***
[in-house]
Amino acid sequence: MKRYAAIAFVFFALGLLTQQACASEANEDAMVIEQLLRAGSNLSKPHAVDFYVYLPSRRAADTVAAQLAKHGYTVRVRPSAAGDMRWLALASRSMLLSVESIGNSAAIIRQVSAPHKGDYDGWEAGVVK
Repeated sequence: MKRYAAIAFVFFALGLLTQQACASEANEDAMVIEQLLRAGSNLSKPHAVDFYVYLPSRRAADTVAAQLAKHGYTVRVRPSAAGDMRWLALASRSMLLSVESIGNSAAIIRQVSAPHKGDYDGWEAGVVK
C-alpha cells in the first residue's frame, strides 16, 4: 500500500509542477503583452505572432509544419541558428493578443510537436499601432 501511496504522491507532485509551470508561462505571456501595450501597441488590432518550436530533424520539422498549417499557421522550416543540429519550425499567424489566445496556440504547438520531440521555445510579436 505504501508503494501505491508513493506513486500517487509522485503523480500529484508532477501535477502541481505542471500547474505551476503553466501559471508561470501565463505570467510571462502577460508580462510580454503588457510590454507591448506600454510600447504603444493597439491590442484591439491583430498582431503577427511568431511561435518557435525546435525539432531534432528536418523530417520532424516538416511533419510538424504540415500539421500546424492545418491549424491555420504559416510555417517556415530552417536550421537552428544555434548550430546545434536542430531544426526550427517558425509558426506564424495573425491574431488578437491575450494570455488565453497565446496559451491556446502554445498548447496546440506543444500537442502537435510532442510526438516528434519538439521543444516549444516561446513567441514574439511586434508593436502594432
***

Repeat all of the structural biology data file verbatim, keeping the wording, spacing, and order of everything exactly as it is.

[in-house]
Amino acid sequence: MKRYAAIAFVFFALGLLTQQACASEANEDAMVIEQLLRAGSNLSKPHAVDFYVYLPSRRAADTVAAQLAKHGYTVRVRPSAAGDMRWLALASRSMLLSVESIGNSAAIIRQVSAPHKGDYDGWEAGVVK
Repeated sequence: MKRYAAIAFVFFALGLLTQQACASEANEDAMVIEQLLRAGSNLSKPHAVDFYVYLPSRRAADTVAAQLAKHGYTVRVRPSAAGDMRWLALASRSMLLSVESIGNSAAIIRQVSAPHKGDYDGWEAGVVK
C-alpha cells in the first residue's frame, strides 16, 4: 500500500509542477503583452505572432509544419541558428493578443510537436499601432 501511496504522491507532485509551470508561462505571456501595450501597441488590432518550436530533424520539422498549417499557421522550416543540429519550425499567424489566445496556440504547438520531440521555445510579436 505504501508503494501505491508513493506513486500517487509522485503523480500529484508532477501535477502541481505542471500547474505551476503553466501559471508561470501565463505570467510571462502577460508580462510580454503588457510590454507591448506600454510600447504603444493597439491590442484591439491583430498582431503577427511568431511561435518557435525546435525539432531534432528536418523530417520532424516538416511533419510538424504540415500539421500546424492545418491549424491555420504559416510555417517556415530552417536550421537552428544555434548550430546545434536542430531544426526550427517558425509558426506564424495573425491574431488578437491575450494570455488565453497565446496559451491556446502554445498548447496546440506543444500537442502537435510532442510526438516528434519538439521543444516549444516561446513567441514574439511586434508593436502594432